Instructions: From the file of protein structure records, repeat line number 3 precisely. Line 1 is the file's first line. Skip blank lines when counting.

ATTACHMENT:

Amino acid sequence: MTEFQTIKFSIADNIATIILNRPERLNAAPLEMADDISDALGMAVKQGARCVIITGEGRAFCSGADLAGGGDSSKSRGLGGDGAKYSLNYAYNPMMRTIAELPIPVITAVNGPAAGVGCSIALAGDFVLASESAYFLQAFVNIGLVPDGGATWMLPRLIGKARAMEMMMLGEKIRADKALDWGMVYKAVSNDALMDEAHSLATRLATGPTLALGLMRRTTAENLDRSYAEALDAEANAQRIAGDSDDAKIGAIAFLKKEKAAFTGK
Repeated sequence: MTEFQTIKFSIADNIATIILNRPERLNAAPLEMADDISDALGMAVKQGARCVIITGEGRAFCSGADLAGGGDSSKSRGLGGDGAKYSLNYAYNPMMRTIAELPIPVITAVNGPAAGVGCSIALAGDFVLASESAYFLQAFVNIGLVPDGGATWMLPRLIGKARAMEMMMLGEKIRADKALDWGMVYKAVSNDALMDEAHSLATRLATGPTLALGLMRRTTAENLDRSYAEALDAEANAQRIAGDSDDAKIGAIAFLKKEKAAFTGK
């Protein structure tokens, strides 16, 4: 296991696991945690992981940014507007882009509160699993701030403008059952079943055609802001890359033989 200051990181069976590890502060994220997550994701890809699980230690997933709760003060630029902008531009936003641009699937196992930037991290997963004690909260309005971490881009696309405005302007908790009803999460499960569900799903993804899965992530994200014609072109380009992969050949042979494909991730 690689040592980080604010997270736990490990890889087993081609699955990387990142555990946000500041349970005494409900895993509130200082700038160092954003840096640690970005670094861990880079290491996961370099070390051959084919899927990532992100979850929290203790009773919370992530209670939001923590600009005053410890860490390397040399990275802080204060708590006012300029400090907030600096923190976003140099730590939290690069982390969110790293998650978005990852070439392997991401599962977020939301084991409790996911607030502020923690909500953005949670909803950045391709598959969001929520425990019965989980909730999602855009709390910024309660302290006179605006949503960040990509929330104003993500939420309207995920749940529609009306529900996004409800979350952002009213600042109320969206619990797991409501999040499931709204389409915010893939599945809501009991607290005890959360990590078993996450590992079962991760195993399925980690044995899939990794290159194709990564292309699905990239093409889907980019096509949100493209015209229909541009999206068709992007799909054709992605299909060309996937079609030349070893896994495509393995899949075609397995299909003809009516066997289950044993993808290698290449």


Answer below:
């Protein structure tokens, strides 16, 4: 296991696991945690992981940014507007882009509160699993701030403008059952079943055609802001890359033989 200051990181069976590890502060994220997550994701890809699980230690997933709760003060630029902008531009936003641009699937196992930037991290997963004690909260309005971490881009696309405005302007908790009803999460499960569900799903993804899965992530994200014609072109380009992969050949042979494909991730 690689040592980080604010997270736990490990890889087993081609699955990387990142555990946000500041349970005494409900895993509130200082700038160092954003840096640690970005670094861990880079290491996961370099070390051959084919899927990532992100979850929290203790009773919370992530209670939001923590600009005053410890860490390397040399990275802080204060708590006012300029400090907030600096923190976003140099730590939290690069982390969110790293998650978005990852070439392997991401599962977020939301084991409790996911607030502020923690909500953005949670909803950045391709598959969001929520425990019965989980909730999602855009709390910024309660302290006179605006949503960040990509929330104003993500939420309207995920749940529609009306529900996004409800979350952002009213600042109320969206619990797991409501999040499931709204389409915010893939599945809501009991607290005890959360990590078993996450590992079962991760195993399925980690044995899939990794290159194709990564292309699905990239093409889907980019096509949100493209015209229909541009999206068709992007799909054709992605299909060309996937079609030349070893896994495509393995899949075609397995299909003809009516066997289950044993993808290698290449």